New York Blackout II

Published: 1977
Play Audio Archive Story - UPI

Tom Foty: July 13th, another blackout hits New York. A recap after this.

Tom Foty: It had happened once before 12 years earlier. The 1965 Northeast Blackout caused relatively little trouble. But given the stifling mid-July heat of 1977, Blackout II was a different story for New York, as Mayor Abe Beam explained in the middle of the night …

Mayor Abe Beam: "We've seen our citizens subjected to violence, vandalism, theft and discomfort. The Blackout has threatened our safety and has seriously impacted our economy. We've been needlessly subjected to a night of terror in many communities that have been wantonly looted and burned. The costs when finally tallied will be enormous."

Tom Foty: And indeed it was. The Carter Administration eventually granted the city more than $11 million to help over the losses. Officials blamed the area's utility company, Con Edison. The company originally objected, but later conceded that errors on its part in reacting to lightning strikes that knocked out crucial power lines were a major factor in New York's daylong loss of electricity.

This is Tom Foty for Recap '77.

Roger Giddens: 1977, a year for Presidential on-the-job training. A recap after this.

Roger Giddens: The education of Jimmy Carter to the ways of Washington began with energy. After building a huge nest egg of public support in the first months of his Administration, Mr. Carter invested some of it. The nation was warned to brace itself for sacrifice, and Congress heard a ringing speech that talked about a commitment to solving the energy problem that would be the moral equivalent of war. The program ran into immediate flak because, in the words of one aide, it included something that everybody could hate. No doubt the President expected a tussle, and what he got was a barroom brawl. All the weird Congressional quirks and perks, special-interest groups and political pork-barrelers surfaced.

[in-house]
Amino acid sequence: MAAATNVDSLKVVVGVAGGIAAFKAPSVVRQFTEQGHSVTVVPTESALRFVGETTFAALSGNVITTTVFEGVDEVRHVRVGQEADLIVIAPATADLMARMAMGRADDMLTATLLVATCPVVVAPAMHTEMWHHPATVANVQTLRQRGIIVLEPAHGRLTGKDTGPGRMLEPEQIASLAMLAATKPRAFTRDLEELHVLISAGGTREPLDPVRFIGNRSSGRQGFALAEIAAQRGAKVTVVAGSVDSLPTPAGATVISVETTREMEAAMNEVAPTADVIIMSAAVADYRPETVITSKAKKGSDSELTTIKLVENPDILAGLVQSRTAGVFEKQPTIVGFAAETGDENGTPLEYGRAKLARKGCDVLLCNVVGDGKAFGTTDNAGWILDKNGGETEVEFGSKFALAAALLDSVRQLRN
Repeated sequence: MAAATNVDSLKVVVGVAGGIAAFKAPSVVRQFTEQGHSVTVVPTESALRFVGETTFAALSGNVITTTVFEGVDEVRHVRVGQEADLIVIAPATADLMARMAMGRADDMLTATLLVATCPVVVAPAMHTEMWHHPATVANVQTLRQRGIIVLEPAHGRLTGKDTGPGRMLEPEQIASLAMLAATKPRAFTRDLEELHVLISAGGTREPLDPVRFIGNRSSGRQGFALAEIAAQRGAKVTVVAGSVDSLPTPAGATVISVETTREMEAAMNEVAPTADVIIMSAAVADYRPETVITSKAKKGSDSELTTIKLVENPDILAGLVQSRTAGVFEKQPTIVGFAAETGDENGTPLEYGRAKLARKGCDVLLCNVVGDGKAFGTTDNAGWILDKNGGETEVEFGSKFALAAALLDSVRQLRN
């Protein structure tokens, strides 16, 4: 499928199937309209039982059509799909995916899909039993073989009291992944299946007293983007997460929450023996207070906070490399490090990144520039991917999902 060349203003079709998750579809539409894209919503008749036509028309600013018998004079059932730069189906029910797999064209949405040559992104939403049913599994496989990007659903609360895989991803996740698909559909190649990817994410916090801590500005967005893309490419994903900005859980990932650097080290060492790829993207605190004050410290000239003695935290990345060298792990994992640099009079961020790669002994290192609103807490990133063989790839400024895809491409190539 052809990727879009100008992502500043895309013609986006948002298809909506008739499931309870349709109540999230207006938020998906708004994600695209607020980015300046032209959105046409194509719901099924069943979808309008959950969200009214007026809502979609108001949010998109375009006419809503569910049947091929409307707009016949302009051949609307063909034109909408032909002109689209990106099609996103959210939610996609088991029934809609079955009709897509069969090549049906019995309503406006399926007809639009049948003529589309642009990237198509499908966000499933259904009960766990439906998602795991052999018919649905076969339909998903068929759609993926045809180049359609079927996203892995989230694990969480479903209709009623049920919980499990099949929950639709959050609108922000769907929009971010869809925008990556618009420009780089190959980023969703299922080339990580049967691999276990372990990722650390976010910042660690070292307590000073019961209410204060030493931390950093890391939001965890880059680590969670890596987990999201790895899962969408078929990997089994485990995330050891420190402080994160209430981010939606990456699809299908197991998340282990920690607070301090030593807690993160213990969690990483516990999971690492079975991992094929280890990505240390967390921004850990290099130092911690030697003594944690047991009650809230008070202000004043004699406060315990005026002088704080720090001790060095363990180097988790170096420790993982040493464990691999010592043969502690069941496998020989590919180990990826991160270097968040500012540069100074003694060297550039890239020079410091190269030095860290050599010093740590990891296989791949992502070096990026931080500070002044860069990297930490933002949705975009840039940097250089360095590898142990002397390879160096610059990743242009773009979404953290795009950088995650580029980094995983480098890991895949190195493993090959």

The new Administration wasn't ready. Before it was, the program was watered down with many key provisions washed away. To save what was left, Mr. Carter began doing business with those same insiders he had decried during the campaign. At about the same time, the President's standing in the polls began to drop. Indeed, Mr. Carter bought a late education, with the political price as yet to be tallied up.

This is Roger Giddens at the White House for Recap '77.